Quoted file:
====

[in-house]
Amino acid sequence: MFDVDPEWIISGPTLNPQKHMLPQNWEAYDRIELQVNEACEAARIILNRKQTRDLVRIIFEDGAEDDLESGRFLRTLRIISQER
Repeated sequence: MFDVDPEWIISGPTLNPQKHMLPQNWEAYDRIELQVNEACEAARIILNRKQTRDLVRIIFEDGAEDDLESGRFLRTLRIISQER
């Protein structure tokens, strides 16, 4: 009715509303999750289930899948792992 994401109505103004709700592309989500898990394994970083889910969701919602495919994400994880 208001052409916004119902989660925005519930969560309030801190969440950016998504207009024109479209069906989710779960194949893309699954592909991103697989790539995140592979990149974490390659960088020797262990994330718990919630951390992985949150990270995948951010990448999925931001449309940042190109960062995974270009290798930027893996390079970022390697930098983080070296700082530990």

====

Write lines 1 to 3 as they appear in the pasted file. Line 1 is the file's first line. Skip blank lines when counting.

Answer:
[in-house]
Amino acid sequence: MFDVDPEWIISGPTLNPQKHMLPQNWEAYDRIELQVNEACEAARIILNRKQTRDLVRIIFEDGAEDDLESGRFLRTLRIISQER
Repeated sequence: MFDVDPEWIISGPTLNPQKHMLPQNWEAYDRIELQVNEACEAARIILNRKQTRDLVRIIFEDGAEDDLESGRFLRTLRIISQER